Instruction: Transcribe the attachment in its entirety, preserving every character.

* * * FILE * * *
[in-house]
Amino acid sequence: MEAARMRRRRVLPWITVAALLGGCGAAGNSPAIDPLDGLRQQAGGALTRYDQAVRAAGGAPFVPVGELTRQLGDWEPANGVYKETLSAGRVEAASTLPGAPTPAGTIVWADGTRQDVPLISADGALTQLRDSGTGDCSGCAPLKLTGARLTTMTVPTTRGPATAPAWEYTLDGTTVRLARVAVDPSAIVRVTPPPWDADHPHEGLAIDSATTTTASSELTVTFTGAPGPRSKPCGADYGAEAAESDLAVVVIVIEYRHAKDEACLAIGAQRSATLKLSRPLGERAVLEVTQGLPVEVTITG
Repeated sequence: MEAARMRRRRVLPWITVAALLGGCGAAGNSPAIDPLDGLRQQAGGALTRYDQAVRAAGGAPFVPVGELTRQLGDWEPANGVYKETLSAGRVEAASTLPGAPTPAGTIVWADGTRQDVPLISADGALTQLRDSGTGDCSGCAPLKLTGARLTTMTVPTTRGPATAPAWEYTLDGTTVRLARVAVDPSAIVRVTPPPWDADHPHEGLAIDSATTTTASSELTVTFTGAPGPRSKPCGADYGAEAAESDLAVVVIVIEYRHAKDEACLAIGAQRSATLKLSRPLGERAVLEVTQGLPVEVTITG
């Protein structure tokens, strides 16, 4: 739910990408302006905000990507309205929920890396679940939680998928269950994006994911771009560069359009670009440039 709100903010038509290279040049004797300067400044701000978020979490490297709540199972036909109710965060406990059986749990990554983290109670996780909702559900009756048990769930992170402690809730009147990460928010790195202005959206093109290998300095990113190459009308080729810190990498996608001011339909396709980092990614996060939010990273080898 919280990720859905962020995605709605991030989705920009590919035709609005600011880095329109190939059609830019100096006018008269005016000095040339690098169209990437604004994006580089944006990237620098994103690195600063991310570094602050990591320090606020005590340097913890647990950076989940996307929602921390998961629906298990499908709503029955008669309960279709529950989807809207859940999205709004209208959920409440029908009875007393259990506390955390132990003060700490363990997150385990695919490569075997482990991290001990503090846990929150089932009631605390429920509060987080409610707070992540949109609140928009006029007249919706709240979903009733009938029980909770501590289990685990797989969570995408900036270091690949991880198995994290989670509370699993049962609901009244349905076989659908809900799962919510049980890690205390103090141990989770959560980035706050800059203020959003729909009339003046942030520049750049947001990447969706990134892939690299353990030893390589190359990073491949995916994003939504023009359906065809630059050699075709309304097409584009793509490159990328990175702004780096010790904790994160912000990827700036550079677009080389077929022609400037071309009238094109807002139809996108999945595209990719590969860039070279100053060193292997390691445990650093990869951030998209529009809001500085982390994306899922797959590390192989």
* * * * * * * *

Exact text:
[in-house]
Amino acid sequence: MEAARMRRRRVLPWITVAALLGGCGAAGNSPAIDPLDGLRQQAGGALTRYDQAVRAAGGAPFVPVGELTRQLGDWEPANGVYKETLSAGRVEAASTLPGAPTPAGTIVWADGTRQDVPLISADGALTQLRDSGTGDCSGCAPLKLTGARLTTMTVPTTRGPATAPAWEYTLDGTTVRLARVAVDPSAIVRVTPPPWDADHPHEGLAIDSATTTTASSELTVTFTGAPGPRSKPCGADYGAEAAESDLAVVVIVIEYRHAKDEACLAIGAQRSATLKLSRPLGERAVLEVTQGLPVEVTITG
Repeated sequence: MEAARMRRRRVLPWITVAALLGGCGAAGNSPAIDPLDGLRQQAGGALTRYDQAVRAAGGAPFVPVGELTRQLGDWEPANGVYKETLSAGRVEAASTLPGAPTPAGTIVWADGTRQDVPLISADGALTQLRDSGTGDCSGCAPLKLTGARLTTMTVPTTRGPATAPAWEYTLDGTTVRLARVAVDPSAIVRVTPPPWDADHPHEGLAIDSATTTTASSELTVTFTGAPGPRSKPCGADYGAEAAESDLAVVVIVIEYRHAKDEACLAIGAQRSATLKLSRPLGERAVLEVTQGLPVEVTITG
């Protein structure tokens, strides 16, 4: 739910990408302006905000990507309205929920890396679940939680998928269950994006994911771009560069359009670009440039 709100903010038509290279040049004797300067400044701000978020979490490297709540199972036909109710965060406990059986749990990554983290109670996780909702559900009756048990769930992170402690809730009147990460928010790195202005959206093109290998300095990113190459009308080729810190990498996608001011339909396709980092990614996060939010990273080898 919280990720859905962020995605709605991030989705920009590919035709609005600011880095329109190939059609830019100096006018008269005016000095040339690098169209990437604004994006580089944006990237620098994103690195600063991310570094602050990591320090606020005590340097913890647990950076989940996307929602921390998961629906298990499908709503029955008669309960279709529950989807809207859940999205709004209208959920409440029908009875007393259990506390955390132990003060700490363990997150385990695919490569075997482990991290001990503090846990929150089932009631605390429920509060987080409610707070992540949109609140928009006029007249919706709240979903009733009938029980909770501590289990685990797989969570995408900036270091690949991880198995994290989670509370699993049962609901009244349905076989659908809900799962919510049980890690205390103090141990989770959560980035706050800059203020959003729909009339003046942030520049750049947001990447969706990134892939690299353990030893390589190359990073491949995916994003939504023009359906065809630059050699075709309304097409584009793509490159990328990175702004780096010790904790994160912000990827700036550079677009080389077929022609400037071309009238094109807002139809996108999945595209990719590969860039070279100053060193292997390691445990650093990869951030998209529009809001500085982390994306899922797959590390192989």